Partial hospitalization treatment is a more intensive care level than outpatient care that still does not require an overnight stay at a treatment center. A partial hospitalization program may be ideal if your health is not necessarily at immediate or emergent risk. Still, daily assessment and therapy sessions would be beneficial as part of your recovery. Unlike someone who may succeed in the outpatient environment, you should consider a partial hospitalization program if you experience (or engage in) habits that further your eating disorder symptoms, such as purging, fasting, binge eating, or another type of chronic weight control.
Inpatient or residential treatment programs are notably the most intensive treatment option available. These programs are the best option if your illness and symptoms are such that an outpatient program cannot adequately address your needs. Choosing an inpatient level of care is not uncommon if you need medical intervention before starting therapy. Residential settings may also be used as a “step down” treatment if you have been hospitalized or need a long-term care setting to improve your mental or physical health before returning home.
A medically unstable patient may present with unsafe or depressed vital signs, unfavorable laboratory findings, and complications associated with coexisting medical problems. Their emotional instability may also increase the presence of suicidal ideations. A team approach is the best method for treating eating disorders in inpatient and residential settings. As noted above, a treatment team generally includes various medical professionals, including a medical doctor, mental health professional, and nutritionist.
Another benefit to residential treatment is comprehensive care. Throughout your stay at The Meadowglade, you will receive care from a medical doctor to address any resulting medical afflictions. This may mean treatment for severe malnourishment, depression, suicidal thoughts, or treatment resistance. Nutritional counseling will help you develop healthier eating habits. And comprehensive therapy will help you identify the feelings that have caused the poor and dangerous eating habits. Mental health professionals can provide many different types of psychotherapy. Each type works differently and may offer varying success rates depending on the individual’s needs. Psychotherapy is also used in non-residential settings but can be provided on a more intensive or individualized basis in a residential program. Below is a quick list of some of the most common psychotherapies used in eating disorder treatment.
Cognitive-behavioral therapy (CBT)
CBT focuses on feelings, thoughts, and behaviors related to the eating disorder. After helping you develop healthy eating behaviors, CBT helps them learn to recognize and change distorted thoughts that lead to eating disorder behaviors.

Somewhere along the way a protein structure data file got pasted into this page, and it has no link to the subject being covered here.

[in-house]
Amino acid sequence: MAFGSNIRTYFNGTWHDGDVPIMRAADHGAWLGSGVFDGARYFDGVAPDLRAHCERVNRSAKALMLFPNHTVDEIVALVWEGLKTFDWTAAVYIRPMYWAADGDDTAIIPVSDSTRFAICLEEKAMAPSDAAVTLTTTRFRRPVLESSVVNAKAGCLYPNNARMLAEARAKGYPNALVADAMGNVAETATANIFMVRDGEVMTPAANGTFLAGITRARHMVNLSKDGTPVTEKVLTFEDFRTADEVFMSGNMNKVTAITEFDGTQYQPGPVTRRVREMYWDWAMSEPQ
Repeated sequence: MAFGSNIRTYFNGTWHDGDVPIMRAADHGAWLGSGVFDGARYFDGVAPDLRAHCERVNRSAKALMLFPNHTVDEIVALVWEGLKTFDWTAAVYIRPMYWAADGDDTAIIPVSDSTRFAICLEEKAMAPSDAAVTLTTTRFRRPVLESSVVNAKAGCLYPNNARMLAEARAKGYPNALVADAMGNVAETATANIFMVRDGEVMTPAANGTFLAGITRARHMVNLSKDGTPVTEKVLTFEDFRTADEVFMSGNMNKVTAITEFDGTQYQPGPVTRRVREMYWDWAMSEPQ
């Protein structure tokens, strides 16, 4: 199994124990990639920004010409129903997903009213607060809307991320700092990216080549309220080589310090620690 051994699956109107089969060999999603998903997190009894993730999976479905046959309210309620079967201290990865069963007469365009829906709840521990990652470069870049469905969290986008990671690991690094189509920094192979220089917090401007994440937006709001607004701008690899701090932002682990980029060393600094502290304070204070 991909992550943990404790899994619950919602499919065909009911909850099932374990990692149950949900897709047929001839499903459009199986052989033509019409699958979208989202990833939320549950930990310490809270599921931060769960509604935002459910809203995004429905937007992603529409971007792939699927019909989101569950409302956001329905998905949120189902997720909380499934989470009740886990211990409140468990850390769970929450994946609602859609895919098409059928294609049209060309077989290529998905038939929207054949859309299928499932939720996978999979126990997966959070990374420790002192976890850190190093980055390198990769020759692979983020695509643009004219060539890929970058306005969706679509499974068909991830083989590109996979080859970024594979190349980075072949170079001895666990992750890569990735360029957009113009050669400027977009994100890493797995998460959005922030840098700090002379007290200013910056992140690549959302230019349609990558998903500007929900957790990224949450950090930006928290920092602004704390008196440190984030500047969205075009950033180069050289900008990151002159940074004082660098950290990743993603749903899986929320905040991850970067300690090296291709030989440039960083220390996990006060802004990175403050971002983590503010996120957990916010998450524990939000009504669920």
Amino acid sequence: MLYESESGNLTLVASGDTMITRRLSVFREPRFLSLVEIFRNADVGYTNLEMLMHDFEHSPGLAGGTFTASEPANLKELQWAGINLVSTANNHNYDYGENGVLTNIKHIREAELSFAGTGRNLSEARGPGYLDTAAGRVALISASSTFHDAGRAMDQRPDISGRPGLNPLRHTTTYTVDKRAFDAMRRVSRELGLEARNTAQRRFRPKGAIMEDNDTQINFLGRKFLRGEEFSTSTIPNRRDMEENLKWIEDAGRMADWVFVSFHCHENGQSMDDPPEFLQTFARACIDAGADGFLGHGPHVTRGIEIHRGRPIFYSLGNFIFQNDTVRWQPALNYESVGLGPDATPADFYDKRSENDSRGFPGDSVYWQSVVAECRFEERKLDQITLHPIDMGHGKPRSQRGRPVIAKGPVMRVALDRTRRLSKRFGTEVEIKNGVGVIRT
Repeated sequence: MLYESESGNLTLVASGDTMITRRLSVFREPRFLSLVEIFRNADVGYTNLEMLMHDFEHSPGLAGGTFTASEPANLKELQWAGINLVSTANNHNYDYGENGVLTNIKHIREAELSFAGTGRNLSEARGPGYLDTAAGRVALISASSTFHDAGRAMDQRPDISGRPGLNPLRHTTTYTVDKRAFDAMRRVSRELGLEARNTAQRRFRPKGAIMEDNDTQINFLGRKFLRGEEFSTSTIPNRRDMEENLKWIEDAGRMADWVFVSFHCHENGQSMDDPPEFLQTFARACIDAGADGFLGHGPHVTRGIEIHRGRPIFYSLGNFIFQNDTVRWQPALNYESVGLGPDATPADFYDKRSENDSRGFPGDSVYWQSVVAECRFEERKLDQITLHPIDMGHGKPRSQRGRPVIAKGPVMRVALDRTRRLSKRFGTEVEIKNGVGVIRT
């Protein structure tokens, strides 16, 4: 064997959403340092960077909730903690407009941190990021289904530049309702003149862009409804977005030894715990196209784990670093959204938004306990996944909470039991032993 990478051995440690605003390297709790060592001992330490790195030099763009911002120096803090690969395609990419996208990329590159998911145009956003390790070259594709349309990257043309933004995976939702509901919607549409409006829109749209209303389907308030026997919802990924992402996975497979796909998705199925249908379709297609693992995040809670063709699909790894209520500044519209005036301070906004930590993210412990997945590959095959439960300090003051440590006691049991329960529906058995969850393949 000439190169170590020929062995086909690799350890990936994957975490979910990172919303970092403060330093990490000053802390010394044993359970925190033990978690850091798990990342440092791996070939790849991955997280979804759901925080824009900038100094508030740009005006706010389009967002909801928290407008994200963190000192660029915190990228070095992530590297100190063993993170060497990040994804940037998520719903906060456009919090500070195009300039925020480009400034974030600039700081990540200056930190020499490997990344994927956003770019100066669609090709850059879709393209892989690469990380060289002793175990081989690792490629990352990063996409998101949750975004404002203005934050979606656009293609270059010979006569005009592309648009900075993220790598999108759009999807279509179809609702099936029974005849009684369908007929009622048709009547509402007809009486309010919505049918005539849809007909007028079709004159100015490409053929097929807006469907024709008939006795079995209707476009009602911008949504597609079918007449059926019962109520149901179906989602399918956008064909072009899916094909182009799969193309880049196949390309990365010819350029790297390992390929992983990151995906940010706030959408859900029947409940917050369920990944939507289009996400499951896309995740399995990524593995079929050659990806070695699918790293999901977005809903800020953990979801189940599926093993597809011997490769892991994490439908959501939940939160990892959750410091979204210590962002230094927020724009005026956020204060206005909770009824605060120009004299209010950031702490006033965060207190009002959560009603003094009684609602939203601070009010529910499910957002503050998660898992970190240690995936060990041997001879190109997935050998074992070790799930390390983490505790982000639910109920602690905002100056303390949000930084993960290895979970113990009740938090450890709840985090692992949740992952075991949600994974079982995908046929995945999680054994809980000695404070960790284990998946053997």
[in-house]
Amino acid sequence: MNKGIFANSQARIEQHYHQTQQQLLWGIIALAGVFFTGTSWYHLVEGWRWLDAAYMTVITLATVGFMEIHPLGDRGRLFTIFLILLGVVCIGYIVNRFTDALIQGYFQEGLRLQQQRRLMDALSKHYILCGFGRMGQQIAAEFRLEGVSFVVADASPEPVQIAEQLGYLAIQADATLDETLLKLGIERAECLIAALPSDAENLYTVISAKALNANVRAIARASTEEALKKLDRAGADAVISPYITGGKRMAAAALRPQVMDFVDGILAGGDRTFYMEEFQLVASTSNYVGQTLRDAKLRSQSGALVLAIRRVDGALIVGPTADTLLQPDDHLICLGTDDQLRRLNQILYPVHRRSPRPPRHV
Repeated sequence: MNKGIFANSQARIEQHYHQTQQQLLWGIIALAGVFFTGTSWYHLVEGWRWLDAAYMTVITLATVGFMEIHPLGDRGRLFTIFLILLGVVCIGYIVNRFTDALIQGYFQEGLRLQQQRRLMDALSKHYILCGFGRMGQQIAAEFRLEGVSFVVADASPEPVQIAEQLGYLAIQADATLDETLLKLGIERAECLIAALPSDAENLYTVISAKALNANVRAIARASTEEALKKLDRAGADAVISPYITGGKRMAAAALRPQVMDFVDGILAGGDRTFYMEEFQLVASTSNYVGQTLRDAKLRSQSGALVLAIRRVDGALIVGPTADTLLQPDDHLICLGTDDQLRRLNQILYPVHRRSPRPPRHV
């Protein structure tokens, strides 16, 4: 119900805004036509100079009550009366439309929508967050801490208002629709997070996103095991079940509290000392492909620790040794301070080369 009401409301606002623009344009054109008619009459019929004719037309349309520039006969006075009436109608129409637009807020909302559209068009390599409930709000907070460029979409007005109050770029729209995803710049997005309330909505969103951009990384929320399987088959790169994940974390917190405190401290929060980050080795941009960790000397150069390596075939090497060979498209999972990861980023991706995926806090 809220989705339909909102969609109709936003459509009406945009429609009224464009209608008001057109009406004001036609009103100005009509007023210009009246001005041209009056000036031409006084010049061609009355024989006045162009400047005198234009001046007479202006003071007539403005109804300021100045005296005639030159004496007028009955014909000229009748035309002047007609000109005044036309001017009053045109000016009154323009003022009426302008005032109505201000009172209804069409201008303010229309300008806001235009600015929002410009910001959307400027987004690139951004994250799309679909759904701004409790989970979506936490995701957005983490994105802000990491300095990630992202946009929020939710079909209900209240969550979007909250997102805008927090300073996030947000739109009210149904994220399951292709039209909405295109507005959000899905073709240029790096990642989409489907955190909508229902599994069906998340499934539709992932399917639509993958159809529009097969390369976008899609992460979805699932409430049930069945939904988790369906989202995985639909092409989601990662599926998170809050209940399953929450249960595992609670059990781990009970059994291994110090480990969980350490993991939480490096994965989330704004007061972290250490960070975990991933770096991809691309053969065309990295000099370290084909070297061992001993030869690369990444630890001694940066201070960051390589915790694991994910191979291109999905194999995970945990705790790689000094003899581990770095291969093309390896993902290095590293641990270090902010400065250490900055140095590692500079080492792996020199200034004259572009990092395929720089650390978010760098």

Acceptance and Commitment Therapy (ACT)
Acceptance and commitment therapy aims to focus on changing one’s actions rather than their thoughts and feelings. Patients learn to identify their core values and commit to creating healthy goals that fulfill these values. ACT also encourages you to detach from emotions and understand that pain and anxiety are a normal part of life.
Dialectical Behavior Therapy (DBT)
DBT is a behavioral therapy supported by empirical evidence for treating eating disorders, including bulimia, binge eating disorder, and anorexia. DBT sessions focus on the idea that the most effective place to start therapy is by changing behaviors. Future sessions focus on developing skills to replace maladaptive eating disorder behaviors.
The psychodynamic approach to treatment follows that recovering from an eating disorder requires understanding the root cause of an unhealthy relationship with food. Psychodynamic psychotherapists see behaviors as a result of internal conflicts, motives, and unconscious forces. If behaviors are discontinued without addressing the underlying reasons that are driving them, then relapse will occur.
Therapy (behavioral and psychological) is one of the most vital components of successful eating disorder treatment. Achieving your goals through therapy takes time, ranging from a few months to a few years, depending on your specific treatment needs and desired outcomes. The best treatment programs often include various approaches, such as the ones listed above. Each of these treatment approaches provides a different level of support and emotional well-being goals, ensuring you have the proper level of support both during treatment and after returning home.
If you or a loved one has an eating disorder, please know that your symptoms will not resolve independently. Eating disorders are serious, chronic conditions that require mental health and, often, medical treatment to help you overcome your symptoms. Choosing a treatment program where you feel safe and supported as you begin your recovery journey is essential. Our team at The Meadowglade is here to help you take your first steps towards a healthier relationship with food. To learn more about our programs and what we can do to help you or a loved one heal from an eating disorder, contact a member of our admissions team today.